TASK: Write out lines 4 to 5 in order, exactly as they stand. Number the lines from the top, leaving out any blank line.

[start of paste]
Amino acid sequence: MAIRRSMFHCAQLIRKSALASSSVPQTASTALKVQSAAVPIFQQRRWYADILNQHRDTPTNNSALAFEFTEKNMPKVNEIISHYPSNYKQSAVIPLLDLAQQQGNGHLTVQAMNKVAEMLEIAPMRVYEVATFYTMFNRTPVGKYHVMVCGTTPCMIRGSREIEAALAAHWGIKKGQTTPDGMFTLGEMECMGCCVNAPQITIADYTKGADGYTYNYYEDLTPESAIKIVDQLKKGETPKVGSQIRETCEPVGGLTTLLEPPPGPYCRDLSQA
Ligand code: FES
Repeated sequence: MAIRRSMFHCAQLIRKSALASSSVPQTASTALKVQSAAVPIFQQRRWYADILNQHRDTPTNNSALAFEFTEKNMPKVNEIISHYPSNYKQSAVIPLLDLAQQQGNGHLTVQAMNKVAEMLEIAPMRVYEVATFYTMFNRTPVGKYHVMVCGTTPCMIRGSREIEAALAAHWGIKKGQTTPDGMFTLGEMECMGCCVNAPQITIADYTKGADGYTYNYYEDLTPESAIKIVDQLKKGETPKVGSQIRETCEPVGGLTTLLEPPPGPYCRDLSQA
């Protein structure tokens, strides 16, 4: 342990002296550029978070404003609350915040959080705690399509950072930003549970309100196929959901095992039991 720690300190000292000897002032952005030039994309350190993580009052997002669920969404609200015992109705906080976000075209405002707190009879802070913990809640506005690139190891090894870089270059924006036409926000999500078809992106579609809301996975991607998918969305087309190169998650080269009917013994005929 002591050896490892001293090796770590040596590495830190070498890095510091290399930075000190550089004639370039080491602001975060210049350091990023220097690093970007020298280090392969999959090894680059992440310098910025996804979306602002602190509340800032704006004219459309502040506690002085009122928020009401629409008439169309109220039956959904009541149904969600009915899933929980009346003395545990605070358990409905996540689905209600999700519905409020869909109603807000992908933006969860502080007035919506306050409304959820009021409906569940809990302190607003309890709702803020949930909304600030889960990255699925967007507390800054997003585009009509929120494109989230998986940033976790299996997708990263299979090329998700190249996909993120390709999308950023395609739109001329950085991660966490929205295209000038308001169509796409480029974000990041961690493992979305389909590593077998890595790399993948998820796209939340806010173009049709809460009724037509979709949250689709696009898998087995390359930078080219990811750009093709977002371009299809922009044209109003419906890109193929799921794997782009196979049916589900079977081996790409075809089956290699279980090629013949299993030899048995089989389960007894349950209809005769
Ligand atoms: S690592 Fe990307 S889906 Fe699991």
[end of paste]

């Protein structure tokens, strides 16, 4: 342990002296550029978070404003609350915040959080705690399509950072930003549970309100196929959901095992039991 720690300190000292000897002032952005030039994309350190993580009052997002669920969404609200015992109705906080976000075209405002707190009879802070913990809640506005690139190891090894870089270059924006036409926000999500078809992106579609809301996975991607998918969305087309190169998650080269009917013994005929 002591050896490892001293090796770590040596590495830190070498890095510091290399930075000190550089004639370039080491602001975060210049350091990023220097690093970007020298280090392969999959090894680059992440310098910025996804979306602002602190509340800032704006004219459309502040506690002085009122928020009401629409008439169309109220039956959904009541149904969600009915899933929980009346003395545990605070358990409905996540689905209600999700519905409020869909109603807000992908933006969860502080007035919506306050409304959820009021409906569940809990302190607003309890709702803020949930909304600030889960990255699925967007507390800054997003585009009509929120494109989230998986940033976790299996997708990263299979090329998700190249996909993120390709999308950023395609739109001329950085991660966490929205295209000038308001169509796409480029974000990041961690493992979305389909590593077998890595790399993948998820796209939340806010173009049709809460009724037509979709949250689709696009898998087995390359930078080219990811750009093709977002371009299809922009044209109003419906890109193929799921794997782009196979049916589900079977081996790409075809089956290699279980090629013949299993030899048995089989389960007894349950209809005769
Ligand atoms: S690592 Fe990307 S889906 Fe699991």